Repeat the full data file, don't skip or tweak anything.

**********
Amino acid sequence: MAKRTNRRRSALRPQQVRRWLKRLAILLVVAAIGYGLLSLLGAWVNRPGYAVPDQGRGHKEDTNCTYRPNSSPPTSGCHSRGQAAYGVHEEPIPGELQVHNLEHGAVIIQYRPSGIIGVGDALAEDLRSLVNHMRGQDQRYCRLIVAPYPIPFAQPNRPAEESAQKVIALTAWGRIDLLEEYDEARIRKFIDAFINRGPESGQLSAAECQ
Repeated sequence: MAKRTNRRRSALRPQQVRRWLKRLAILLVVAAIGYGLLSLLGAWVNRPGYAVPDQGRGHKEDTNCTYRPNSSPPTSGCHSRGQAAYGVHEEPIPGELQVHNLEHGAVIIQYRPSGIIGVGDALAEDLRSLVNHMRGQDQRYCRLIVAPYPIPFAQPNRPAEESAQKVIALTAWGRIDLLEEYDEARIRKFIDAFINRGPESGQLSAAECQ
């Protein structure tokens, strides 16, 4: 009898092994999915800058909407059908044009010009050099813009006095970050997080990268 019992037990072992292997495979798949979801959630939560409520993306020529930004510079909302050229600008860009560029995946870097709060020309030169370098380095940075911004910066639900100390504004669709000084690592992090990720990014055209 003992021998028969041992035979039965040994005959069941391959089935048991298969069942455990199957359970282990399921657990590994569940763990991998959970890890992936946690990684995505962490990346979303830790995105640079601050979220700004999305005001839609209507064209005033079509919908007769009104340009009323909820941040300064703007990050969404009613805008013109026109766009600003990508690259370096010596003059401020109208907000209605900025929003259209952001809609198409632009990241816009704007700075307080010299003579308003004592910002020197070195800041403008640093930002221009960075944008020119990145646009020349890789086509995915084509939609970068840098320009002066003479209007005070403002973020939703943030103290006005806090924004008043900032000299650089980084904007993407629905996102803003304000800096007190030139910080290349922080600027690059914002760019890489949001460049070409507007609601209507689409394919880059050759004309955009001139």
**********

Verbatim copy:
Amino acid sequence: MAKRTNRRRSALRPQQVRRWLKRLAILLVVAAIGYGLLSLLGAWVNRPGYAVPDQGRGHKEDTNCTYRPNSSPPTSGCHSRGQAAYGVHEEPIPGELQVHNLEHGAVIIQYRPSGIIGVGDALAEDLRSLVNHMRGQDQRYCRLIVAPYPIPFAQPNRPAEESAQKVIALTAWGRIDLLEEYDEARIRKFIDAFINRGPESGQLSAAECQ
Repeated sequence: MAKRTNRRRSALRPQQVRRWLKRLAILLVVAAIGYGLLSLLGAWVNRPGYAVPDQGRGHKEDTNCTYRPNSSPPTSGCHSRGQAAYGVHEEPIPGELQVHNLEHGAVIIQYRPSGIIGVGDALAEDLRSLVNHMRGQDQRYCRLIVAPYPIPFAQPNRPAEESAQKVIALTAWGRIDLLEEYDEARIRKFIDAFINRGPESGQLSAAECQ
């Protein structure tokens, strides 16, 4: 009898092994999915800058909407059908044009010009050099813009006095970050997080990268 019992037990072992292997495979798949979801959630939560409520993306020529930004510079909302050229600008860009560029995946870097709060020309030169370098380095940075911004910066639900100390504004669709000084690592992090990720990014055209 003992021998028969041992035979039965040994005959069941391959089935048991298969069942455990199957359970282990399921657990590994569940763990991998959970890890992936946690990684995505962490990346979303830790995105640079601050979220700004999305005001839609209507064209005033079509919908007769009104340009009323909820941040300064703007990050969404009613805008013109026109766009600003990508690259370096010596003059401020109208907000209605900025929003259209952001809609198409632009990241816009704007700075307080010299003579308003004592910002020197070195800041403008640093930002221009960075944008020119990145646009020349890789086509995915084509939609970068840098320009002066003479209007005070403002973020939703943030103290006005806090924004008043900032000299650089980084904007993407629905996102803003304000800096007190030139910080290349922080600027690059914002760019890489949001460049070409507007609601209507689409394919880059050759004309955009001139």